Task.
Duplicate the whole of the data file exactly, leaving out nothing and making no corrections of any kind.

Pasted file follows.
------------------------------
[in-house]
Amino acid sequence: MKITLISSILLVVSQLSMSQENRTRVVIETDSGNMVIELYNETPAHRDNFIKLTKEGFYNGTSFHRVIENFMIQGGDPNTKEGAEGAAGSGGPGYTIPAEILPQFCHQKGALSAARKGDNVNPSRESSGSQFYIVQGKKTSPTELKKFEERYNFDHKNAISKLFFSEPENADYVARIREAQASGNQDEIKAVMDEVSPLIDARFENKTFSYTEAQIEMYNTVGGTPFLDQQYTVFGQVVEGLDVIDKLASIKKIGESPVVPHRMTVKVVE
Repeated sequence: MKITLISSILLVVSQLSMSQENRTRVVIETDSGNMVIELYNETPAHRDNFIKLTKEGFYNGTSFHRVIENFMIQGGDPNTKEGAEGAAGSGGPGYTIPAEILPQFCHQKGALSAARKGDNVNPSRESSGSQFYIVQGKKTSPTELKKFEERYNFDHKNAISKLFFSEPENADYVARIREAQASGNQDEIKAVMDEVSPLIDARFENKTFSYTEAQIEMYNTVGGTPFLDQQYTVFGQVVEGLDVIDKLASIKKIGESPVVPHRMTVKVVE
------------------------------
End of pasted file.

[in-house]
Amino acid sequence: MKITLISSILLVVSQLSMSQENRTRVVIETDSGNMVIELYNETPAHRDNFIKLTKEGFYNGTSFHRVIENFMIQGGDPNTKEGAEGAAGSGGPGYTIPAEILPQFCHQKGALSAARKGDNVNPSRESSGSQFYIVQGKKTSPTELKKFEERYNFDHKNAISKLFFSEPENADYVARIREAQASGNQDEIKAVMDEVSPLIDARFENKTFSYTEAQIEMYNTVGGTPFLDQQYTVFGQVVEGLDVIDKLASIKKIGESPVVPHRMTVKVVE
Repeated sequence: MKITLISSILLVVSQLSMSQENRTRVVIETDSGNMVIELYNETPAHRDNFIKLTKEGFYNGTSFHRVIENFMIQGGDPNTKEGAEGAAGSGGPGYTIPAEILPQFCHQKGALSAARKGDNVNPSRESSGSQFYIVQGKKTSPTELKKFEERYNFDHKNAISKLFFSEPENADYVARIREAQASGNQDEIKAVMDEVSPLIDARFENKTFSYTEAQIEMYNTVGGTPFLDQQYTVFGQVVEGLDVIDKLASIKKIGESPVVPHRMTVKVVE